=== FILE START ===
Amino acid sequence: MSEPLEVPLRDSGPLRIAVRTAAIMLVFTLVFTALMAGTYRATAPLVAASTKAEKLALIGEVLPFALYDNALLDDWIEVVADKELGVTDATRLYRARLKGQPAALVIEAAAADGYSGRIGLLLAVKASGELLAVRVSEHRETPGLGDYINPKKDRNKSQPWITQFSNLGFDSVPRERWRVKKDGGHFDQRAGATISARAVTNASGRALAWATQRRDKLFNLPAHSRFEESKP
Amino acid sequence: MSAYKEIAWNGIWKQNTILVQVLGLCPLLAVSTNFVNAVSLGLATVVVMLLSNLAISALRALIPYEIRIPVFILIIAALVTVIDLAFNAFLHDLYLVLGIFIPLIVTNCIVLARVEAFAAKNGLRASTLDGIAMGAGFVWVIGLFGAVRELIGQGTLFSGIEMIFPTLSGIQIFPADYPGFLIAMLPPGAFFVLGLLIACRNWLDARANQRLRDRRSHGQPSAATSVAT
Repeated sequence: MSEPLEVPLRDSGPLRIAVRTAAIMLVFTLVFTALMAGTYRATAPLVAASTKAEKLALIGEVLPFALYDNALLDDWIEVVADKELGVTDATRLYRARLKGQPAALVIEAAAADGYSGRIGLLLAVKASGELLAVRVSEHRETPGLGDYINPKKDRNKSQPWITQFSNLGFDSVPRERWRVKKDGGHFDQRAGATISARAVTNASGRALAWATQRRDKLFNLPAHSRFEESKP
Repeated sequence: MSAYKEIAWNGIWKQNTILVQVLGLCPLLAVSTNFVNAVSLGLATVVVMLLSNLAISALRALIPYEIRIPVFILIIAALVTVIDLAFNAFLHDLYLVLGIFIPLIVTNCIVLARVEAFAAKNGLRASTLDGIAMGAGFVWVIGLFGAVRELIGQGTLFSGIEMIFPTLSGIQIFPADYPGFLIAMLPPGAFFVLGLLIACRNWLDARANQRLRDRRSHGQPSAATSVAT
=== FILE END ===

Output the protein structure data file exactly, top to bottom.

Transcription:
Amino acid sequence: MSEPLEVPLRDSGPLRIAVRTAAIMLVFTLVFTALMAGTYRATAPLVAASTKAEKLALIGEVLPFALYDNALLDDWIEVVADKELGVTDATRLYRARLKGQPAALVIEAAAADGYSGRIGLLLAVKASGELLAVRVSEHRETPGLGDYINPKKDRNKSQPWITQFSNLGFDSVPRERWRVKKDGGHFDQRAGATISARAVTNASGRALAWATQRRDKLFNLPAHSRFEESKP
Amino acid sequence: MSAYKEIAWNGIWKQNTILVQVLGLCPLLAVSTNFVNAVSLGLATVVVMLLSNLAISALRALIPYEIRIPVFILIIAALVTVIDLAFNAFLHDLYLVLGIFIPLIVTNCIVLARVEAFAAKNGLRASTLDGIAMGAGFVWVIGLFGAVRELIGQGTLFSGIEMIFPTLSGIQIFPADYPGFLIAMLPPGAFFVLGLLIACRNWLDARANQRLRDRRSHGQPSAATSVAT
Repeated sequence: MSEPLEVPLRDSGPLRIAVRTAAIMLVFTLVFTALMAGTYRATAPLVAASTKAEKLALIGEVLPFALYDNALLDDWIEVVADKELGVTDATRLYRARLKGQPAALVIEAAAADGYSGRIGLLLAVKASGELLAVRVSEHRETPGLGDYINPKKDRNKSQPWITQFSNLGFDSVPRERWRVKKDGGHFDQRAGATISARAVTNASGRALAWATQRRDKLFNLPAHSRFEESKP
Repeated sequence: MSAYKEIAWNGIWKQNTILVQVLGLCPLLAVSTNFVNAVSLGLATVVVMLLSNLAISALRALIPYEIRIPVFILIIAALVTVIDLAFNAFLHDLYLVLGIFIPLIVTNCIVLARVEAFAAKNGLRASTLDGIAMGAGFVWVIGLFGAVRELIGQGTLFSGIEMIFPTLSGIQIFPADYPGFLIAMLPPGAFFVLGLLIACRNWLDARANQRLRDRRSHGQPSAATSVAT